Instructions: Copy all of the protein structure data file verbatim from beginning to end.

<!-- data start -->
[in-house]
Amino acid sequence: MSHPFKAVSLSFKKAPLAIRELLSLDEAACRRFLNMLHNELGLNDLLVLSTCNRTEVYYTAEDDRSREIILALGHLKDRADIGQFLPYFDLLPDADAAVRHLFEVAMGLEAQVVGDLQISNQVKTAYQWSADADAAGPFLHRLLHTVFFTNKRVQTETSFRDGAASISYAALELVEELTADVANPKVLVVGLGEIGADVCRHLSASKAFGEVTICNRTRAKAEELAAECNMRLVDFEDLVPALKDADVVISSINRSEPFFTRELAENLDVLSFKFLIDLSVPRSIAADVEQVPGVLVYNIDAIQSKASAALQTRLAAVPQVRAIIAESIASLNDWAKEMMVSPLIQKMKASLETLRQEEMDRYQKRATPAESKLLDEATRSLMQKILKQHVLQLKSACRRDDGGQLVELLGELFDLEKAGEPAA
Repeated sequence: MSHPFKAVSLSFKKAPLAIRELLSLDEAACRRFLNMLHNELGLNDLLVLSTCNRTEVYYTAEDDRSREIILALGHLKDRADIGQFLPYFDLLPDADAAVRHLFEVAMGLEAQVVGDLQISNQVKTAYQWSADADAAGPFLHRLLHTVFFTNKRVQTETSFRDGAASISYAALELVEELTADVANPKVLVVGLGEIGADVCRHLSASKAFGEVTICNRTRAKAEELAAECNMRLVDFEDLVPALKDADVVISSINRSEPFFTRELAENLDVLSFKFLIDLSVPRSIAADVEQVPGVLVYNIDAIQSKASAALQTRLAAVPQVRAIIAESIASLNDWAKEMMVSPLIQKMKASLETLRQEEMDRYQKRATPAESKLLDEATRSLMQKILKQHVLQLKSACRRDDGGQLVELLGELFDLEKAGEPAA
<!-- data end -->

[in-house]
Amino acid sequence: MSHPFKAVSLSFKKAPLAIRELLSLDEAACRRFLNMLHNELGLNDLLVLSTCNRTEVYYTAEDDRSREIILALGHLKDRADIGQFLPYFDLLPDADAAVRHLFEVAMGLEAQVVGDLQISNQVKTAYQWSADADAAGPFLHRLLHTVFFTNKRVQTETSFRDGAASISYAALELVEELTADVANPKVLVVGLGEIGADVCRHLSASKAFGEVTICNRTRAKAEELAAECNMRLVDFEDLVPALKDADVVISSINRSEPFFTRELAENLDVLSFKFLIDLSVPRSIAADVEQVPGVLVYNIDAIQSKASAALQTRLAAVPQVRAIIAESIASLNDWAKEMMVSPLIQKMKASLETLRQEEMDRYQKRATPAESKLLDEATRSLMQKILKQHVLQLKSACRRDDGGQLVELLGELFDLEKAGEPAA
Repeated sequence: MSHPFKAVSLSFKKAPLAIRELLSLDEAACRRFLNMLHNELGLNDLLVLSTCNRTEVYYTAEDDRSREIILALGHLKDRADIGQFLPYFDLLPDADAAVRHLFEVAMGLEAQVVGDLQISNQVKTAYQWSADADAAGPFLHRLLHTVFFTNKRVQTETSFRDGAASISYAALELVEELTADVANPKVLVVGLGEIGADVCRHLSASKAFGEVTICNRTRAKAEELAAECNMRLVDFEDLVPALKDADVVISSINRSEPFFTRELAENLDVLSFKFLIDLSVPRSIAADVEQVPGVLVYNIDAIQSKASAALQTRLAAVPQVRAIIAESIASLNDWAKEMMVSPLIQKMKASLETLRQEEMDRYQKRATPAESKLLDEATRSLMQKILKQHVLQLKSACRRDDGGQLVELLGELFDLEKAGEPAA